Among the peculiarities of the American shopper is our fear of the use-by date on food. We’ll break many rules in this country, we’ll push boundaries of legality and ethics, but it’s a rare American that will push the limits of an expiration date.

Most consumers would be surprised to learn that those expiration dates aren’t even regulated by the Food and Drug Administration (FDA). The only food product that is required to carry an expiration date by the FDA is baby formula. The rest of our food supply is regulated by the industries themselves.

Somewhere along the line we stopped trusting our senses to judge food and, as Bruce Fieler of the New York Times writes, “we ceded control of our refrigerators and pantries to nameless bureaucrats and faceless corporate automatons who are surely motivated as much by fear of lawsuits or selling us more stuff as they are by whether my dinner tastes good.”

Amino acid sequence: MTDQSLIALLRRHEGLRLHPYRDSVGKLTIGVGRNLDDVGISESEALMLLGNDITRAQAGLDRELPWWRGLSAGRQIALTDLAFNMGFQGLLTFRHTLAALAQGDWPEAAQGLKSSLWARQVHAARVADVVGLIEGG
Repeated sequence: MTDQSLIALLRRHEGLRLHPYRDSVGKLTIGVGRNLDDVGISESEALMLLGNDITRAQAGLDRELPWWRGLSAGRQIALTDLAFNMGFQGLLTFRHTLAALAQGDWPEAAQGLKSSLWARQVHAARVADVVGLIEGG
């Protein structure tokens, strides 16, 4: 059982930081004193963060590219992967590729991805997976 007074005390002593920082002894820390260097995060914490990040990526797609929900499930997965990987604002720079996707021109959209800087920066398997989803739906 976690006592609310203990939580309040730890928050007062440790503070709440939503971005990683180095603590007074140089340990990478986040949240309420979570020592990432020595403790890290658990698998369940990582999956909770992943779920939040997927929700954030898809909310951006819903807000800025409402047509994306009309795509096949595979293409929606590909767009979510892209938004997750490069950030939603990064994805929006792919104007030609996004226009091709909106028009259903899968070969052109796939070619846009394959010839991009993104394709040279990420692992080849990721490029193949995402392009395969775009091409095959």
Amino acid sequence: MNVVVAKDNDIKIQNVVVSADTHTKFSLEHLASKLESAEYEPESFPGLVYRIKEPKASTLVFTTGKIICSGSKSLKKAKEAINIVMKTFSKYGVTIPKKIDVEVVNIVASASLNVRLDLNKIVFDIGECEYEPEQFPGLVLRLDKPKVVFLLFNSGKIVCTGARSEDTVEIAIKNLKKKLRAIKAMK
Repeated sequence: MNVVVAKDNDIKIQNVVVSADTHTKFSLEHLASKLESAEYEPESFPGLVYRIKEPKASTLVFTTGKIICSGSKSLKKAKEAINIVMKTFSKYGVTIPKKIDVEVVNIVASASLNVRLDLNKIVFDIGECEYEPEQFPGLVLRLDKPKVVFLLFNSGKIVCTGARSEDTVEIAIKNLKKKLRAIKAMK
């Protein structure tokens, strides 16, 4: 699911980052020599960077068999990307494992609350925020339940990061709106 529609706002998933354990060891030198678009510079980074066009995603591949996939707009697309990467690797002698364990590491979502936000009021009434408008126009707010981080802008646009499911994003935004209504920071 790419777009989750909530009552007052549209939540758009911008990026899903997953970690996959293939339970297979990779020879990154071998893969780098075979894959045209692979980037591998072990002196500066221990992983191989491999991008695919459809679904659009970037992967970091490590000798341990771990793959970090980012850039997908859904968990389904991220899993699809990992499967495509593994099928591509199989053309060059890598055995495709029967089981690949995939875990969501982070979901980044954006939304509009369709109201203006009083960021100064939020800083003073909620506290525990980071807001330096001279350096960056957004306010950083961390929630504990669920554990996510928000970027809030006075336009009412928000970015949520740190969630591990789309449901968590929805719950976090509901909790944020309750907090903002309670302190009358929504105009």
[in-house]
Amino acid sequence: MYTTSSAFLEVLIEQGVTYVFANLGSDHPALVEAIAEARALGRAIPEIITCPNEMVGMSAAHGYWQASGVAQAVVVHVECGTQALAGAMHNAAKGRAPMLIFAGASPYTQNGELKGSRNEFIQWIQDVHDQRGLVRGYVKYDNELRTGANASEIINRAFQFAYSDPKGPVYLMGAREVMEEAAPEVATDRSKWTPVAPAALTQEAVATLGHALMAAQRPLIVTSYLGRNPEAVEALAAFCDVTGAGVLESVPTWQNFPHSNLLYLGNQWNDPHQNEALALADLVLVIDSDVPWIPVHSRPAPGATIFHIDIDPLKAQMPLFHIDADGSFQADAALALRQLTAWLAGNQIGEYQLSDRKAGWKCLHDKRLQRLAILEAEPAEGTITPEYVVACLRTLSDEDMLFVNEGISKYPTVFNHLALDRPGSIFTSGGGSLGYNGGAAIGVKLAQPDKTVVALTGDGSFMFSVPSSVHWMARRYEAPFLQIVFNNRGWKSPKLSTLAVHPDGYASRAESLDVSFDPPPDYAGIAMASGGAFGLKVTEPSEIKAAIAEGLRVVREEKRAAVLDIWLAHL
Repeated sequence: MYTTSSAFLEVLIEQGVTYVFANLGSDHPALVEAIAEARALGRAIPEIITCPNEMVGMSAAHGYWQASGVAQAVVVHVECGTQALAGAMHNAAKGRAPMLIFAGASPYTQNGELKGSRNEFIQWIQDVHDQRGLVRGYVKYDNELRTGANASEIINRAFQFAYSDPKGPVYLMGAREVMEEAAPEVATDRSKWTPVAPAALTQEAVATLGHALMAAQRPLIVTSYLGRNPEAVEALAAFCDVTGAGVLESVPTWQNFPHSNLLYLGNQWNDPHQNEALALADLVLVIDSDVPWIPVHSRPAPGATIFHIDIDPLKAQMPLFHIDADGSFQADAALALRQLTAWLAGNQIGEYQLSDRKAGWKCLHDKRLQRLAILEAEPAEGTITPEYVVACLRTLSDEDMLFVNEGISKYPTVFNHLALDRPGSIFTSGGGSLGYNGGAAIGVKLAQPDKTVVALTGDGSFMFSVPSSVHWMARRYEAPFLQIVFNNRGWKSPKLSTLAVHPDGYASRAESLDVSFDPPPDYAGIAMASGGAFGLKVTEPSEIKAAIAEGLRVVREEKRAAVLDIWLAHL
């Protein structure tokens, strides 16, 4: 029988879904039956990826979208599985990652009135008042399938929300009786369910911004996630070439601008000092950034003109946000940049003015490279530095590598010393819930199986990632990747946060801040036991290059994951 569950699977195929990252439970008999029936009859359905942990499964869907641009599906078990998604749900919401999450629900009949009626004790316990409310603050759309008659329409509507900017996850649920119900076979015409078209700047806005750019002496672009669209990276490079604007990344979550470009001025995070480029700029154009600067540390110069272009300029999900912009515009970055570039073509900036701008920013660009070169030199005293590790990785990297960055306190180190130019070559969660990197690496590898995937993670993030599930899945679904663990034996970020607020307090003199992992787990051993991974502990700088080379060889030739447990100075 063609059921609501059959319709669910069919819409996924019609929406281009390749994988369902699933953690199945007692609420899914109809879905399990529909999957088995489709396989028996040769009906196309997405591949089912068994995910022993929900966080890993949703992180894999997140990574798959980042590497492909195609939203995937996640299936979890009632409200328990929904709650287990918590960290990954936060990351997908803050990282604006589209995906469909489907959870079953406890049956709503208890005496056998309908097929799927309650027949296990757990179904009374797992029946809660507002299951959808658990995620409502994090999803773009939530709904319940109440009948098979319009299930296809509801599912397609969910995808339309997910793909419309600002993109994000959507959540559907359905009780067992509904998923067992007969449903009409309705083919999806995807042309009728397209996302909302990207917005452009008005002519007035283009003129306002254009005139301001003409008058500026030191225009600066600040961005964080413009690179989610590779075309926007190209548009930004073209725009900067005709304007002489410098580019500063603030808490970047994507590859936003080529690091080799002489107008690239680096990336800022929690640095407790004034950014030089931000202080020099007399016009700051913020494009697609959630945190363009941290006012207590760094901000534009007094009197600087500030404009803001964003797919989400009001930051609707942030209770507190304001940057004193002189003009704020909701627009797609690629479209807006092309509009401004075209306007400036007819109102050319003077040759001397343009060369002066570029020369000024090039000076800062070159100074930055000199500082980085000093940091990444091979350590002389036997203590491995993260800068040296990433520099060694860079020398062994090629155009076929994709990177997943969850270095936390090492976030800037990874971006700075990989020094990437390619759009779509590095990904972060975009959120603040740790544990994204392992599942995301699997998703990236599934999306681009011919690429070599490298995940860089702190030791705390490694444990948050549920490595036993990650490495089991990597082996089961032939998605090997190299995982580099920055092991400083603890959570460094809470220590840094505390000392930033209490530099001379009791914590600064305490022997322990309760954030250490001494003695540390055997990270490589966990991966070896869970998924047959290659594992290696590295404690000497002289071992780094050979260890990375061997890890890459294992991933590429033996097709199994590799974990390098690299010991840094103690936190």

“Having grown up in this industry,” Northrop said, “I’ve probably eaten more out-dated products than almost anybody alive. Our fridge was always full of them growing up, and now mine is. All the things that are dated now didn’t used to be. And people didn’t seem to be getting sick back then. It seems there’s more food allergies and poisoning now, with all the expiration dates and packaging, than ever.”

Changing Our Habits

The cafeteria waste that Northrop mentioned is a growing concern nationwide. More and more parents are clamoring for healthier lunches in schools, but there are also new strategies for how and when food is served.

Many colleges have eliminated the trays that have been standard use for generations. Those trays entice students to sample the entire buffet, piling on far more than they will eat, with much of it ending up in the trash.

Elementary schools have even begun to question the timing of lunch service. With lunch usually coming right before recess, most students rush through their meal in a quest to be first into the gym or outside to play, throwing out much of their food and foregoing the calories they need for energy and thinking the rest of the day.